Class Rank Weighs Down True Learning by Thomas R. Guskey

After The Speech

  • While studies of valedictorians show that they are generally successful, they don’t tend to be a the top of the class career wise. They work hard, follow the rules, but are rarely innovators or explorers of unfamiliar areas. Would it be better if these people who work within the rules were encouraged to question the rules and help create better rules. Would we be better off encouraging risk taking and persistence in the face of occasional failure? Certainly Guskey and Dr. Doug think so.


  • Feedback from some valedictorians has caused schools to adopt the honors system that many colleges use. This allows for all high achievers to be equally recognized and avoids the competition for a single spot that some say makes high school less pleasant. Some high schools now name multiple valedictorians. (Doug: That seems silly to me.) Selective colleges have also realized that students who devote themselves to getting the best grades may not necessarily have the qualities they are looking for. The University of Pennsylvania, for example, recently rejected 62% of the valedictorians who applied.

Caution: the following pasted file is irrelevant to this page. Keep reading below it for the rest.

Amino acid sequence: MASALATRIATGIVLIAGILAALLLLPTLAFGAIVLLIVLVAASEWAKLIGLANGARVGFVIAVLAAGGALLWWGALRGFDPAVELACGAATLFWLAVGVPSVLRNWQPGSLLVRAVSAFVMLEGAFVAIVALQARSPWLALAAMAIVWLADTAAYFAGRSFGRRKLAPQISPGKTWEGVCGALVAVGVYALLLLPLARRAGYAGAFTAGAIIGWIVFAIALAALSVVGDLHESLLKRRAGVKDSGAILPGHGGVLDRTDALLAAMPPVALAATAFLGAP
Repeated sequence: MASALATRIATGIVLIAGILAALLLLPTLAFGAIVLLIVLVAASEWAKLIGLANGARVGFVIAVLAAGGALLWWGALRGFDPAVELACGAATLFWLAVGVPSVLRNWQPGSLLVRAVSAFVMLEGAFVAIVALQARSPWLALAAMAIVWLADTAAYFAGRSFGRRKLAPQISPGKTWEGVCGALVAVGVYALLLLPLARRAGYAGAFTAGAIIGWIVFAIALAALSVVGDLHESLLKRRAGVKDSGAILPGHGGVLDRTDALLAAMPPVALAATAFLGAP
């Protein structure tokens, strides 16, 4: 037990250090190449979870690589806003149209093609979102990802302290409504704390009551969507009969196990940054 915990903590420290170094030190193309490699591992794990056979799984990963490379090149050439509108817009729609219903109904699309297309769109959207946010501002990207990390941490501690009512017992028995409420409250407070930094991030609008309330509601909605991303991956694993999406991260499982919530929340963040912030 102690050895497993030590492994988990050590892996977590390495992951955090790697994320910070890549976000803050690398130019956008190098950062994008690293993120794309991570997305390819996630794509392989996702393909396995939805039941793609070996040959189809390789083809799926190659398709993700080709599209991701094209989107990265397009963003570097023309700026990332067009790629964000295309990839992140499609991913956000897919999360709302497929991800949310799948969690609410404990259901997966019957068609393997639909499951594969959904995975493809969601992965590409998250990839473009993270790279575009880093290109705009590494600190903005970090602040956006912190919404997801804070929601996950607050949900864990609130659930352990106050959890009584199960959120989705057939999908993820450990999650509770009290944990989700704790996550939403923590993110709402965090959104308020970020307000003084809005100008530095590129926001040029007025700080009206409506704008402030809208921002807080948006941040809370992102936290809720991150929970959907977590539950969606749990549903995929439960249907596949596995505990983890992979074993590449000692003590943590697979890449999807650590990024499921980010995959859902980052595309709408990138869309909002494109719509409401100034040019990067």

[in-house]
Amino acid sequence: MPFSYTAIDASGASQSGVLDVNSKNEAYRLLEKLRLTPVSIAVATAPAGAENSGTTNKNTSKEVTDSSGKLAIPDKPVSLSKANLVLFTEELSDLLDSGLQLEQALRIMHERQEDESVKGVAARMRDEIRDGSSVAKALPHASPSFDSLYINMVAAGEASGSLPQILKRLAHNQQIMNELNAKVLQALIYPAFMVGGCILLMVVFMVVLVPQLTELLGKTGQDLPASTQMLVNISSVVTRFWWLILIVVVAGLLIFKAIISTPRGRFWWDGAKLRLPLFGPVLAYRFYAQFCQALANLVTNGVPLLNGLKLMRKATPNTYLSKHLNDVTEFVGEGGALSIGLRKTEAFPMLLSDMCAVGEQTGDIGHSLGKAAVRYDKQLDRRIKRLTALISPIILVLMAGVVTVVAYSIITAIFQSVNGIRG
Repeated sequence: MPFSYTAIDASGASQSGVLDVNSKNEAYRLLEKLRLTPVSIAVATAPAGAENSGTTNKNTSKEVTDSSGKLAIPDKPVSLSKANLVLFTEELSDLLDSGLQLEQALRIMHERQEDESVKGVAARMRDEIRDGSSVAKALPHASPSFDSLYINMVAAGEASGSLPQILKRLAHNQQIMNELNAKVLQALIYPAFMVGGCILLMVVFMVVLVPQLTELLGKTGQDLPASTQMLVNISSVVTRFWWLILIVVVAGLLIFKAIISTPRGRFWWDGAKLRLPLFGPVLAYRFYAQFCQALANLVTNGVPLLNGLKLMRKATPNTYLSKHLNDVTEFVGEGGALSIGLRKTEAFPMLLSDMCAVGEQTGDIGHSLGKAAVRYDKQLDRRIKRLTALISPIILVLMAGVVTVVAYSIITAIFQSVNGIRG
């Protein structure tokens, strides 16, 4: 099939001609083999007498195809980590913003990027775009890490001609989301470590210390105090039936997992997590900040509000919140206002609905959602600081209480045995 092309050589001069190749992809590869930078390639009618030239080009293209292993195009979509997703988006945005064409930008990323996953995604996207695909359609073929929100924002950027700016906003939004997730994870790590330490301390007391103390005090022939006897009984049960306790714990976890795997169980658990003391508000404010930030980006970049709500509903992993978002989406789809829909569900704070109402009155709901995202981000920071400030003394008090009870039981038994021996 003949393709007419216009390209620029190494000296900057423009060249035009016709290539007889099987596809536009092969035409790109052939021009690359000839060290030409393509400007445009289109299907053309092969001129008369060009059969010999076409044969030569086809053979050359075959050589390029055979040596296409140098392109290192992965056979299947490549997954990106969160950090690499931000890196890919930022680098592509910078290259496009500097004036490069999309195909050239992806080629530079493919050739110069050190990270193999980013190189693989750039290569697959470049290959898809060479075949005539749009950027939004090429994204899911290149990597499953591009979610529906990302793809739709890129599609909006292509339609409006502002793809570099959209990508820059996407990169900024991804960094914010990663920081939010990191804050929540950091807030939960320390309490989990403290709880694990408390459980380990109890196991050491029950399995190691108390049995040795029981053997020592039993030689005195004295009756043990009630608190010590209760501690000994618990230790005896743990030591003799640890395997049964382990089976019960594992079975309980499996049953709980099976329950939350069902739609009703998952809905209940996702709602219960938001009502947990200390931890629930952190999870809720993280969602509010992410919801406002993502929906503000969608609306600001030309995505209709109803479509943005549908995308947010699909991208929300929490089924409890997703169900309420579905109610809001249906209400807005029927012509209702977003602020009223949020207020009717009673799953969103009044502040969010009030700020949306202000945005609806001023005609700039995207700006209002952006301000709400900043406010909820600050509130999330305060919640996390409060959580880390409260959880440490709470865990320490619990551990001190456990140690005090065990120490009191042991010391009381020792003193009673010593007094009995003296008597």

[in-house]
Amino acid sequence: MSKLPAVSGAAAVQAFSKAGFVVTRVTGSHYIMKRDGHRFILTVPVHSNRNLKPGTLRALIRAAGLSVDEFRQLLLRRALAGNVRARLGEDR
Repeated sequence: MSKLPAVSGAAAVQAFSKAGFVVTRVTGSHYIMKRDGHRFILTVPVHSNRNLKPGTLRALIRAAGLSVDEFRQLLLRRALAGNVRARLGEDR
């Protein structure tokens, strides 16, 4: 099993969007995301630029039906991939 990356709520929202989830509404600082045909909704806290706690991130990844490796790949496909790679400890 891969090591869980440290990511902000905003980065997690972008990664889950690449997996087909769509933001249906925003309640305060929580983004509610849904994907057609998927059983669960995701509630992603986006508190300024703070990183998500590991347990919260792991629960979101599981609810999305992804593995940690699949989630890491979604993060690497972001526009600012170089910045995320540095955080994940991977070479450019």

• Today most colleges are interested in rigor over GPA. They look for advanced courses, the highest level of math taken, and the number of courses even if they include the arts. In short, it is important to recognize excellence in academic performance, but such recognition should not be grounded on norm-based criteria that leads to deleterious competition. Ideally, educators will focus on developing talent and helping all students obtain the highest standards possible based on their abilities.
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